Bipartisan Bill Would Allow Federal Firefighters to Trade Shifts
Agencies often bar trades because in many cases the switch would result in one firefighter seeing his or her biweekly pay reduced, and the other becoming eligible for overtime.
A bipartisan group of senators last week reintroduced legislation that would ensure federal firefighters can trade shifts without impacting their pay or annual leave usage.
Firefighters typically work nontraditional schedules compared to other government employees, working 24-hour shifts and 72-hour work weeks, followed by longer periods of time off. Currently, firefighters employed by state and local governments can exchange shifts at will, but federal pay rules complicate matters for federal firefighters.
Two federal firefighters theoretically may trade shifts within a given biweekly pay period similarly to their state and local counterparts. But if the shifts are in two different pay periods, the firefighters would see their paychecks decrease for the shift they gave away, and become eligible for overtime for the shift they added to their schedule. As a result, many agencies forbid shift trading altogether, forcing the federal firefighters to take annual leave if a personal obligation conflicts with their work schedule.
Sens. Chris Van Hollen, D-Md., Tom Carper, D-Del., Susan Collins, R-Maine, and Jon Tester, D-Mont., reintroduced the Federal Firefighter Flexibility and Fairness Act (S. 838), which would ensure that federal firefighters who trade shifts across multiple pay periods would not see their regular pay decrease or trigger overtime pay requirements. The bill would not impact firefighters’ ability to make overtime on shifts that are not part of a “trade-of-time arrangement.”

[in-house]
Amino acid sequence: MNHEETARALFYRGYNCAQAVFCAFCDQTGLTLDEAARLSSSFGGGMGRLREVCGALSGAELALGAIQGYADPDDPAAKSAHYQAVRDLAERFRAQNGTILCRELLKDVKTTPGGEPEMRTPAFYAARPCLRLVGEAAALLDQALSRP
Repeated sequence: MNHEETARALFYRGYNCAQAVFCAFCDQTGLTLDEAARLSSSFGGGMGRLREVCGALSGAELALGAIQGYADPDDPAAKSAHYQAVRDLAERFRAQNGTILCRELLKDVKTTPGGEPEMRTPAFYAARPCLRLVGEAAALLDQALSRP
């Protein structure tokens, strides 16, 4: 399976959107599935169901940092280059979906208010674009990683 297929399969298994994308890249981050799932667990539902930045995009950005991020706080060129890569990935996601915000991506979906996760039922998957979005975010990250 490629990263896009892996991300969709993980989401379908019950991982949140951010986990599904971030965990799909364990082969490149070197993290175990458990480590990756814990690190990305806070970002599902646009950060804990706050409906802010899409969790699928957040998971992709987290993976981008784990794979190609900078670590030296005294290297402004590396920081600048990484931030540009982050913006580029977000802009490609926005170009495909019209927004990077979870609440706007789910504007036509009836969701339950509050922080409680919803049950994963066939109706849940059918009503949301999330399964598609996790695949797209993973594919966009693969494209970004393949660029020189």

“Our federal firefighters work tirelessly to help keep our communities safe—often working long and non-traditional hours,” Van Hollen said in a statement. “When something comes up, they deserve the ability to trade shifts without losing out on pay or annual leave.”
“In recent years, wildfires in the West have become more and more extreme—forcing our federal firefighters to work even longer hours as they put their lives on the line to keep our communities safe,” Tester said. “This critical bill gives them more flexibility to balance their time at work and their time at home, all while saving taxpayer dollars. Shift-switching is already commonplace for state and local firefighters, and it just makes sense to extend that practice to the federal level as well.”
International Association of Fire Fighters General President Harold Schaitberger endorsed the legislation, urging Congress to standardize the practice of shift trading for all firefighters in the United States.
“This important legislation gives federal firefighters the ability to better manage their challenging schedules to create better work-life balances,” he said. “It creates an opportunity that many non-federal fire departments already utilize successfully—with no appreciable cost to the employer.”